You are leading in times of rapid change. It’s hard to keep up with new revelations, not just in technology but also in science, history, and culture. It is undeniable that things aren’t what they were this time last year and we will be saying the same thing next year.
As ministry leaders, you have gone through a lot of changes, some of them sudden and unwelcome. Yet you have navigated those changes, adapting your ministries, keeping your head above water, and maintaining perspective throughout. In fact, if you are even still serving in the same role you were three years ago, you can consider that a significant and unusual accomplishment. You didn’t quit! You’re still there!
Navigating Changing Times
As we move from the old year into the new year, I think of a sermon my friend Rev. Dr. Adam Trambley gave recently on the topic of transitions. He was preaching on the Apostle Paul’s reckoning with his upcoming death: “I am already being poured out as a libation, and the time of my departure has come. I have fought the good fight, I have finished the race, I have kept the faith. From now on there is reserved for me the crown of righteousness, which the Lord, the righteous judge, will give me on that day, and not only to me but also to all who have longed for his appearing.” 2 Timothy 4:6-8 (NRSV)
Rev. Dr. Trambley made the point that even though change itself may often happen suddenly, our getting used to change is a process… and sometimes a lengthy one. Here is how he helped his congregation understand change.
On the back page of your bulletin is a chart. This chart comes from William Bridges Associates and it deals with transitions. By transition, they mean our psychological, mental, emotional, and spiritual processes for dealing with change. Change often happens almost instantaneously. Our process of dealing with that change can take longer, however.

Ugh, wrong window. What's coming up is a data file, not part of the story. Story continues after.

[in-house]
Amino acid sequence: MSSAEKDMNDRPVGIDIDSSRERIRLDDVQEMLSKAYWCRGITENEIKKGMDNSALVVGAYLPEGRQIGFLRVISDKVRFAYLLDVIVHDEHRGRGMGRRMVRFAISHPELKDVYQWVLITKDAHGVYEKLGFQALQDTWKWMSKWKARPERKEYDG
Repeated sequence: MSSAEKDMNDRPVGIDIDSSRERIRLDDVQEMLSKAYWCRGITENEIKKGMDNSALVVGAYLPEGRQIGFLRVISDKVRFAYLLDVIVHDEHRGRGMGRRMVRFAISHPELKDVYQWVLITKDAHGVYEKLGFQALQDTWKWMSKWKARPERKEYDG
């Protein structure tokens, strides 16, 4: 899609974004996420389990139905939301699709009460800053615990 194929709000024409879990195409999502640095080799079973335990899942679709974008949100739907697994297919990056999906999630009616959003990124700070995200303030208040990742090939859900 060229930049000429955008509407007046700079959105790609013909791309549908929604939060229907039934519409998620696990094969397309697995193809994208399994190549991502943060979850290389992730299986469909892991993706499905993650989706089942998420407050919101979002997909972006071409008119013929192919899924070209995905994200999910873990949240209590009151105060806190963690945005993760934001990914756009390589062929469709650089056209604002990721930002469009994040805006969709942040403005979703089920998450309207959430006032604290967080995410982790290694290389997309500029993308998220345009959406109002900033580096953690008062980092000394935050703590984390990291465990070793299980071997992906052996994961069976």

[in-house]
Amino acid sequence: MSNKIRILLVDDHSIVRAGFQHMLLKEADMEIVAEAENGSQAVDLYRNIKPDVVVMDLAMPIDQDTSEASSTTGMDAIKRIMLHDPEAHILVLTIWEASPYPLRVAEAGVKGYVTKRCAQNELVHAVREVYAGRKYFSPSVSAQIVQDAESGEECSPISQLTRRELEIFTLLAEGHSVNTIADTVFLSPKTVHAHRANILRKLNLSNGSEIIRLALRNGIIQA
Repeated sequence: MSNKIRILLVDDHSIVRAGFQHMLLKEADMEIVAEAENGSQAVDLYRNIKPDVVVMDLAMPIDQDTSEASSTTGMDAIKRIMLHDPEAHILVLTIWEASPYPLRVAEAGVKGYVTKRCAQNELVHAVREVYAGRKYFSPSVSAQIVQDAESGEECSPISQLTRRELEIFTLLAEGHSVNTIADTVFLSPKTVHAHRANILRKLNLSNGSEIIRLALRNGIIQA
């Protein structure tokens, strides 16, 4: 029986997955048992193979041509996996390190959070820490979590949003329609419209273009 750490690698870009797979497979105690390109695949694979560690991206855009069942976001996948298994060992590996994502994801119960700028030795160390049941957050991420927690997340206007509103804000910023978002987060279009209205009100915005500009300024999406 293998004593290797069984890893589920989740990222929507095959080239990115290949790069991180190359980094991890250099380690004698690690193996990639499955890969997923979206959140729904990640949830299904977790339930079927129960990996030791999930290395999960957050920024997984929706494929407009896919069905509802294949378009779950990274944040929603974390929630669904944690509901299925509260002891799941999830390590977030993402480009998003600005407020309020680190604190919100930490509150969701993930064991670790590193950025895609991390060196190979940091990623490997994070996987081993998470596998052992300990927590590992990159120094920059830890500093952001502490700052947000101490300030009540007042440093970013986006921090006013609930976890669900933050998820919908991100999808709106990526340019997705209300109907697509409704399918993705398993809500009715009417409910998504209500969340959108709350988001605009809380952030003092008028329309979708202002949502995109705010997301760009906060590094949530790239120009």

The chart shows three areas: Endings, Neutral Zone, and New Beginnings. We go through these areas whenever we experience change, whether a positive change like a getting a better job or a negative one like the death of a loved one or even a neutral one like moving a phone from one side of your desk to the other.
This process takes longer and is more intense for bigger changes, but all change requires a process. I’ve seen research that says if you move a phone from one side of your desk to the other, it can take six months before you always reach for the right part of your desk when the phone rings. We might need six months of transition for something as minor as reorganizing a desk.
Faithfulness during transition
Transitions are hard on a person. In the midst of many transitions, my prayer for you is that you stay rooted in one who called you and continually inspired by the finished work:
Praise the Lord, my soul;
all my inmost being, praise his holy name.
2 Praise the Lord, my soul,
and forget not all his benefits—
3 who forgives all your sins
and heals all your diseases,
4 who redeems your life from the pit
and crowns you with love and compassion,
5 who satisfies your desires with good things
so that your youth is renewed like the eagle’s. (Psalm 103:1-5)
Change Management: We have several resources to help you navigate effective change. To learn where you need to focus, I suggest that you start with the Change Management Effectiveness Profile and then work through the Change Management Skills Builder. If you are coaching others in this season, you will find the Change Management Coaching Guide with Storyboard to be a powerful tool.
A Way with Words– Rev. Dr. Adam Trambley’s recent book demonstrates the power of the weekly sermon to change the culture of a congregation. Using the analogy of language learning, Adam Trambley shows how a consistent ministry focus over an eighteen-month period can help a church address areas that inhibit growth even as the pastor preaches on a diversity of subjects or uses a lectionary. I highly recommend!